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re: With no-next-method, the user can do something like:
    . . . 
    (defmethod no-applicable-method ((gf standard-generic-function)
				     (m my-method)
				     &rest ignore)

Didn't you mean (defmethod no-next-method ...)?

Danny's point is well taken: NO-APPLICABLE-METHOD is one kind of error, and 
it is useful when debugging to get a different kind of error when there *are* 
applicable methods, but some one of them presumes that there are more in the
method list than actually are there (i.e., CALL-NEXT-METHOD runs out).  His
argument is based on the variation in number of arguments passed, and your
example exploits essentially this.  But I think there is a more fundamental 
case that can be made for keeping the two "error" functions separate. 

In the first case, one would think of repairing the error by adding some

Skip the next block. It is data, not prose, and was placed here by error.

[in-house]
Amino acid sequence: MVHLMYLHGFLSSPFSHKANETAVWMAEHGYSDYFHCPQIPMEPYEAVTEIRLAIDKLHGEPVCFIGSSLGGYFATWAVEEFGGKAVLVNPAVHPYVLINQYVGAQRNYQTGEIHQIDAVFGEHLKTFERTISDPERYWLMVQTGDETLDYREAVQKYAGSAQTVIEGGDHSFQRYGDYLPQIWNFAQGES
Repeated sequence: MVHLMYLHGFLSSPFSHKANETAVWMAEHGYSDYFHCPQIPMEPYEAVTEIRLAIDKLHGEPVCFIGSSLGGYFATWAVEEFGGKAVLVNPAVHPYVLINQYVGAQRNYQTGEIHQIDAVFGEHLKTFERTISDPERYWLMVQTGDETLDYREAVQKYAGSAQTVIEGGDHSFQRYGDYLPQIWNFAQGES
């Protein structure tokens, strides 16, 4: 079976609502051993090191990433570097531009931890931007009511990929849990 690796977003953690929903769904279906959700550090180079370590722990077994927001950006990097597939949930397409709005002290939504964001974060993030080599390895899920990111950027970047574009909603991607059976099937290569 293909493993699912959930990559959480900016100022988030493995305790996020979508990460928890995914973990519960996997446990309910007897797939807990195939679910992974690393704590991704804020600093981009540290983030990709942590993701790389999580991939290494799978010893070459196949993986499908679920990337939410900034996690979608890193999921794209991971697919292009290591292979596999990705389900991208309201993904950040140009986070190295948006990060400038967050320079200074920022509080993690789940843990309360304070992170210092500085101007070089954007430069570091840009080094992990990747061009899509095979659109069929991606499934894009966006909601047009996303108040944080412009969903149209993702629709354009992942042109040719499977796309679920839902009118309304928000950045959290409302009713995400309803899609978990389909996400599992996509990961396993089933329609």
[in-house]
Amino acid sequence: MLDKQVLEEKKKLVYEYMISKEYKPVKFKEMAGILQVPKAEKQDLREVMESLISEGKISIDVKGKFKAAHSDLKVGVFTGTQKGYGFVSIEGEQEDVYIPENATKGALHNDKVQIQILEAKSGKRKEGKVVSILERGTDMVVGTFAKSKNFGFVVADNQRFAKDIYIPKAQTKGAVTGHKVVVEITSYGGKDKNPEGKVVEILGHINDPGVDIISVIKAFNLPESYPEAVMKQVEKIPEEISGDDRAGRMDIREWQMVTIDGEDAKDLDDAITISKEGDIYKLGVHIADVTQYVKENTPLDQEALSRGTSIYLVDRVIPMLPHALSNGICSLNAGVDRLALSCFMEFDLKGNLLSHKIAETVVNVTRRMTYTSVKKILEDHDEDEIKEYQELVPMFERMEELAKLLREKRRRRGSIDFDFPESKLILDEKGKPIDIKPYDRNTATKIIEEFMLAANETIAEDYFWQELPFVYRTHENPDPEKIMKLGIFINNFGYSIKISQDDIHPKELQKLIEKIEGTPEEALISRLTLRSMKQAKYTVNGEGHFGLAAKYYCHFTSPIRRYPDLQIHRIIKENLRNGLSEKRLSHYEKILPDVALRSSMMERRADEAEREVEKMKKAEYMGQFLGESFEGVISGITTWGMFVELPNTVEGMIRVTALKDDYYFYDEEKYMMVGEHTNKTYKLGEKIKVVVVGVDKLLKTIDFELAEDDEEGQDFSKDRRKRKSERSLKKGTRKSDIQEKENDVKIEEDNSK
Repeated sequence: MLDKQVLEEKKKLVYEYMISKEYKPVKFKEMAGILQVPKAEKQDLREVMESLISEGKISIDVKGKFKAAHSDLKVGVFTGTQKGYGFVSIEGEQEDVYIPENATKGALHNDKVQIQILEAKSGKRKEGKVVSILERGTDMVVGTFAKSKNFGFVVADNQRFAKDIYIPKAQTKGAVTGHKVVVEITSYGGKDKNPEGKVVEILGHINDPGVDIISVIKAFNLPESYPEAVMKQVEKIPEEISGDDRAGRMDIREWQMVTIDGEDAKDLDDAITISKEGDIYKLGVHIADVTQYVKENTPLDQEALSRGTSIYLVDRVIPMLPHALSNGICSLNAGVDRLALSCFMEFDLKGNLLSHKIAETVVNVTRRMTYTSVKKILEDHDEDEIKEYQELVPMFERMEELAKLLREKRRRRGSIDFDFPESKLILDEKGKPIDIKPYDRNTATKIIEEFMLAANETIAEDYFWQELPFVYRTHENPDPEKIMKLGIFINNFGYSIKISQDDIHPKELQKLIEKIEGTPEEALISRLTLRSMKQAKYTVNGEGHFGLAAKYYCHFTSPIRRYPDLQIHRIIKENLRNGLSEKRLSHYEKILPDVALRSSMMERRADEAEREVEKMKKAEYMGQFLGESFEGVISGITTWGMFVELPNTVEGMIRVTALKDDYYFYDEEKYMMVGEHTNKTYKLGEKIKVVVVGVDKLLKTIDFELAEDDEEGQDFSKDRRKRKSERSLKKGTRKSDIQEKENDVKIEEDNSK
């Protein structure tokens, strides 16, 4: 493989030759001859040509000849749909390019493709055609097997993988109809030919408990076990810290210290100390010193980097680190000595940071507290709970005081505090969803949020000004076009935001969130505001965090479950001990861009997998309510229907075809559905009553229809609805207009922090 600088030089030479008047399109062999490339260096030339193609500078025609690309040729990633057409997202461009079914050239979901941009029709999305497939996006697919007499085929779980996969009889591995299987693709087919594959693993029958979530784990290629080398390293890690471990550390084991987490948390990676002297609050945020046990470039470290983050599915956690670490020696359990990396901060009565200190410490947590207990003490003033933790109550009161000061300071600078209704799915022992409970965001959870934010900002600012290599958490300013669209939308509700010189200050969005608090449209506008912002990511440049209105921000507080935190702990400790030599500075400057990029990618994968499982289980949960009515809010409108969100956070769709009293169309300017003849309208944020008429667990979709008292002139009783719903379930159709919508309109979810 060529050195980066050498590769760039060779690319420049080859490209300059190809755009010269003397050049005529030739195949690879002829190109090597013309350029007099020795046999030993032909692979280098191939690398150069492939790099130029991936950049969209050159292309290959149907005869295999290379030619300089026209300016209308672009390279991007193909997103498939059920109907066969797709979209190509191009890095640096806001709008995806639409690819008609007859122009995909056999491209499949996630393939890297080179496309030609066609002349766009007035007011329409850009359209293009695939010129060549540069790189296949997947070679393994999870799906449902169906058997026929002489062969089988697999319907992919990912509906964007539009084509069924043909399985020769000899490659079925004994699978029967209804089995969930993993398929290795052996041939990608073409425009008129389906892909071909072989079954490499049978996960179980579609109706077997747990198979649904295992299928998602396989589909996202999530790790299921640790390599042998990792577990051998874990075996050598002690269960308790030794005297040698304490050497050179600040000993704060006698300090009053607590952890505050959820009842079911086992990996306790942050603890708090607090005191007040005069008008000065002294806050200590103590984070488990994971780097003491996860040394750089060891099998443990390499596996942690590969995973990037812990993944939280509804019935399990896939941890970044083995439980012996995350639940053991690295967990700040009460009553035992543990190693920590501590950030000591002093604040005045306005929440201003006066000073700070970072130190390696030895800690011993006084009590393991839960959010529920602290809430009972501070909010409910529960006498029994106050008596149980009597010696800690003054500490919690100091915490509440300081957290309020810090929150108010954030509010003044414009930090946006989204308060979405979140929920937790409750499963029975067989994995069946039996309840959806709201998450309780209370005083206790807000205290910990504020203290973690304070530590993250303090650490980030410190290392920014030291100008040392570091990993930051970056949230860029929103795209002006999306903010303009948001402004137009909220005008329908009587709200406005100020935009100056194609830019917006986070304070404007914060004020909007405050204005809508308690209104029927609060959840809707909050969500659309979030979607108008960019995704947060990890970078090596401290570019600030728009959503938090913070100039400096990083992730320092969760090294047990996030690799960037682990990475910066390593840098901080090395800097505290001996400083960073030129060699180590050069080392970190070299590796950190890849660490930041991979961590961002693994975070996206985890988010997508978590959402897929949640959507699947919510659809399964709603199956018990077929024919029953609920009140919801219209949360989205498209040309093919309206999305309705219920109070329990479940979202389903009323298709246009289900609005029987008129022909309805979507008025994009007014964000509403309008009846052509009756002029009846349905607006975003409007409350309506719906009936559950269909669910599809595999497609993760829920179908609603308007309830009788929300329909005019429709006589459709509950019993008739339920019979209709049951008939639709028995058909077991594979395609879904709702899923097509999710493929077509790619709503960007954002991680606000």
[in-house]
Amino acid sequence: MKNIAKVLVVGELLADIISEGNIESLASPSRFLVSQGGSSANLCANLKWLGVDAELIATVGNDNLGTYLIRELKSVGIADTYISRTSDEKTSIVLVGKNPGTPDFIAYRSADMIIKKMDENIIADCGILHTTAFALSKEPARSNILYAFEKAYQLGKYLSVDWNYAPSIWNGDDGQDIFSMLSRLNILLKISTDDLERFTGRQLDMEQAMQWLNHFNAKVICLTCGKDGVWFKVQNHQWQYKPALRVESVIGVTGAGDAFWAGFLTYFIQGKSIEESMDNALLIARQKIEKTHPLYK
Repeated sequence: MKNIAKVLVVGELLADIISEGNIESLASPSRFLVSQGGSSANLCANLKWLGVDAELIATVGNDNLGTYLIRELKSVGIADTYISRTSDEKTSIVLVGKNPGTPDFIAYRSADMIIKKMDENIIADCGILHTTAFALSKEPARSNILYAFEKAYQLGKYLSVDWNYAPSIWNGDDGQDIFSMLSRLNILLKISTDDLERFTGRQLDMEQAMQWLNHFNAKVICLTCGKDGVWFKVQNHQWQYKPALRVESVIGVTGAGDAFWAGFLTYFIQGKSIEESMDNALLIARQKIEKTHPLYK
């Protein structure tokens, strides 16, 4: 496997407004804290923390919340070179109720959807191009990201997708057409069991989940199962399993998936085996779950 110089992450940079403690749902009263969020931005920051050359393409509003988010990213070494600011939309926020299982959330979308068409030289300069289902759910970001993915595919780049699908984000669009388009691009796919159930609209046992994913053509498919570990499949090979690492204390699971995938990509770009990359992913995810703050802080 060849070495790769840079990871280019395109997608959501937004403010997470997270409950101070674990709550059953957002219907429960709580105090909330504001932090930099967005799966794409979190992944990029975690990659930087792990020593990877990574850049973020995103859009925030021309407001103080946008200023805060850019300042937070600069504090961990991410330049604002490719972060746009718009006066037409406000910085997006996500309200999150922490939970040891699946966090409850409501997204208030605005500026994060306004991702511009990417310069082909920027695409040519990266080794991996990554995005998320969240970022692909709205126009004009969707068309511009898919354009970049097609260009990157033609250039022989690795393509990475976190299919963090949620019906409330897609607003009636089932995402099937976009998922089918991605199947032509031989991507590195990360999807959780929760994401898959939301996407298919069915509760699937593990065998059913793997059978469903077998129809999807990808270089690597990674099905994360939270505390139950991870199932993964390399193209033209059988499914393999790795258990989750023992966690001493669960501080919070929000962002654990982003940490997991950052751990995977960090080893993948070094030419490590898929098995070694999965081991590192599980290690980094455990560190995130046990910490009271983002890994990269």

defmethod somewhere to cover a missing case, or to change a some caller
who is passing an "illegal" value.  But the second kind of error takes one
into a much more complex domain -- involving more advanced concepts such
as method combination and possibly meta-object protocols [perish the
thought that call-next-method failed in a function that really wasn't
a standard-generic-function, or where the method combination was someone's
hallucinative speciality).  Even if you could cram one interface into
the other, by passing differing arguments or whateer, it would be a less 
desirable user interface.

-- JonL --